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Minnesota "Model" Offered for National "Predatory Mortgage" Legislation

July 19, 2007

Minnesota Congressman Keith Ellison Wednesday introduced a bill, modeled after Minnesota law, to end predatory mortgage lending practices. He says it's designed to protect consumers. One provision is that borrowers need to know exactly what they're getting into, and at what price.

"It's just a basic, decent, good lending practice to know whether or not the borrower can afford the loan they're about to get. It also prohibits the practice of steering consumers towards loans that are more expensive. So, in other words, the originator cannot talk somebody into getting a worse loan than they already have."

He notes the bill also limits upfront fees to 5 percent of principle. Ellison adds that while most lenders are "straight-shooters," the proposal addresses the few that take advantage of borrowers.

Twenty percent of all sub-prime loans end in foreclosure, and usually with huge implications.

"This causes havoc for the borrowers. The end up being put out of their home. And also, the bad fortune is not just for the borrower, it's for the whole neighborhood because when you have three and four foreclosed properties on one block, it sends a signal that this is not a very good neighborhood, which decreases property values and pushes the neighborhood down."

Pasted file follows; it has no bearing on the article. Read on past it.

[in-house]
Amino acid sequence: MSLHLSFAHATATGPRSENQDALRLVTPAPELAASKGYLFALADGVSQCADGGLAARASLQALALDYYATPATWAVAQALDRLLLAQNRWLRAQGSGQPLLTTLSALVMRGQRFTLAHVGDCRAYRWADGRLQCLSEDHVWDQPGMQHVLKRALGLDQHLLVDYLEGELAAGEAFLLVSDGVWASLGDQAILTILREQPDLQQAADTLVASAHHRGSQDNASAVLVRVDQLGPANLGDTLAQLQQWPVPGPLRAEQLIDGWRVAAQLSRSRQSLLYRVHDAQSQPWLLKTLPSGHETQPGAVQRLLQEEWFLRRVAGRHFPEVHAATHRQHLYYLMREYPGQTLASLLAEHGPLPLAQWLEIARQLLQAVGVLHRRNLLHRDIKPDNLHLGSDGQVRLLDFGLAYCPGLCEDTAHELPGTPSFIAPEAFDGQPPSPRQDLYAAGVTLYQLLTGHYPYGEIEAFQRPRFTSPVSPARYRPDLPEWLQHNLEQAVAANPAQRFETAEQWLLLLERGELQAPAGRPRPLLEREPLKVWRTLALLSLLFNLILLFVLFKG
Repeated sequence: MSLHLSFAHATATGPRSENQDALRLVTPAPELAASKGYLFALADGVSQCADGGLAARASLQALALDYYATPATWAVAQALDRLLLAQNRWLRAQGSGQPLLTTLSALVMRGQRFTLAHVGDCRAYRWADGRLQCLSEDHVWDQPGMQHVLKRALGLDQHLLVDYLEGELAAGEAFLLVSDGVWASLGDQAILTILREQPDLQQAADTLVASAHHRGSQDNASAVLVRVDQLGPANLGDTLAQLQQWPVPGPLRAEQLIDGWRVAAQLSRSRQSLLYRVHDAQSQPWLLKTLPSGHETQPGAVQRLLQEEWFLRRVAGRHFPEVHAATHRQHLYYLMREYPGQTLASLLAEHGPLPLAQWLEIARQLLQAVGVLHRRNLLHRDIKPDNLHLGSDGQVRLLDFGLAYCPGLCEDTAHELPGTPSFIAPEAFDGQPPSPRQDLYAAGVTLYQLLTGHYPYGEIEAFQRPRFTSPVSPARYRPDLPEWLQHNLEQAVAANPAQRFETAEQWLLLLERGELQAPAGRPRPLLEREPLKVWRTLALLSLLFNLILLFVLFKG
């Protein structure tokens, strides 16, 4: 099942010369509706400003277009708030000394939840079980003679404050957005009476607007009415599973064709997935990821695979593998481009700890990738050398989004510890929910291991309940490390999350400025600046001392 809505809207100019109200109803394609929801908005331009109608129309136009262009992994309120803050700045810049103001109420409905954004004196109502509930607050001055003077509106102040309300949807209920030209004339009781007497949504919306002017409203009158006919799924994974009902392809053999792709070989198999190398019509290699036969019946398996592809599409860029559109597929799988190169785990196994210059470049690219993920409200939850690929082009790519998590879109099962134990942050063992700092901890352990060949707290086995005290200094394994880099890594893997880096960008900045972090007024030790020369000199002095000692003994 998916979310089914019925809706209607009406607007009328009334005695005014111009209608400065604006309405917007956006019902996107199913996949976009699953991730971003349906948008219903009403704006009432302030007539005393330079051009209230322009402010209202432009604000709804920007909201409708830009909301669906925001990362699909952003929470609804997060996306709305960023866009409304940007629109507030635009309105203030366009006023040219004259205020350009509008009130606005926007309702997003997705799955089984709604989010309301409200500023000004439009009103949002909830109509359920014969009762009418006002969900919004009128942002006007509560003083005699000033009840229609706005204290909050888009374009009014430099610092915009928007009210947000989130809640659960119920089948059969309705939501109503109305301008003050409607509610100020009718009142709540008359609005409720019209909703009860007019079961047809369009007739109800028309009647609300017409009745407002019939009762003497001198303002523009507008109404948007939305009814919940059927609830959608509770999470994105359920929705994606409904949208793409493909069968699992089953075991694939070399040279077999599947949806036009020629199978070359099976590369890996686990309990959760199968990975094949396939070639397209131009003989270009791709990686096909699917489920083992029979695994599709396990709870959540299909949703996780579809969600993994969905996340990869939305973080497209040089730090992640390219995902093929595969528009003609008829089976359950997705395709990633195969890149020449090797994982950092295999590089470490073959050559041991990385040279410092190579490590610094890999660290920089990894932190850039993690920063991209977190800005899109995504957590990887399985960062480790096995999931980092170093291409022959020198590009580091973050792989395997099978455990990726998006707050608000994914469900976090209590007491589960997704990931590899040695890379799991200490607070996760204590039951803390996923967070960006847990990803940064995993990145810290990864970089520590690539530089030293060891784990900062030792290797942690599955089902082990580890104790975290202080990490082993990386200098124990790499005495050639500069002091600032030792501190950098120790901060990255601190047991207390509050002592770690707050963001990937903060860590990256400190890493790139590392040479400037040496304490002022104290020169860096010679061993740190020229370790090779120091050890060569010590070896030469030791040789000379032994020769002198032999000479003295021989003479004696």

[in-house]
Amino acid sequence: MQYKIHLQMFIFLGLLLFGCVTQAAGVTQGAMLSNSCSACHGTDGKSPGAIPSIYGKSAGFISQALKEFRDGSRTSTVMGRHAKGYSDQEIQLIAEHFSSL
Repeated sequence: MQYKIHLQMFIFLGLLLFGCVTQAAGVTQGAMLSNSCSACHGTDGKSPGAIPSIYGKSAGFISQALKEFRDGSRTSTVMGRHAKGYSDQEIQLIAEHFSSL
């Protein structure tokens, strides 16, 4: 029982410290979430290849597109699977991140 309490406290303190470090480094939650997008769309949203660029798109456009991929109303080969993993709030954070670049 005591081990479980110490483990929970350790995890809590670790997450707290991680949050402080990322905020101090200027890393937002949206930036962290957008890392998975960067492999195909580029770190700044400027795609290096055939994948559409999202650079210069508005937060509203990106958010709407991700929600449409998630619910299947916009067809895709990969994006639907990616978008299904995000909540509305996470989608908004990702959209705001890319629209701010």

The foreclosure rate is much higher in some urban areas in Minnesota and around the country. Ellison points out that most lenders are not "predatory," and expects them to endorse the standards he's proposing to protect their industry and consumers.

Minnesota Attorney General Lori Swanson, who helped shape the state's new regulations, was at the news conference Wednesday to announce the national plan. She emphasizes "predatory" mortgage lenders have an impact well beyond the housing market.

"We have seen abuse after abuse as mortgage lender after lender has affected the stock market. People are going into default or into foreclosure. And so, it's clear that the markets haven't been working very well. And, they haven't been doing a very good job for either families, neighborhoods or for the entire economy."

Jim Wishner/Eric Mack, Public News Service - MN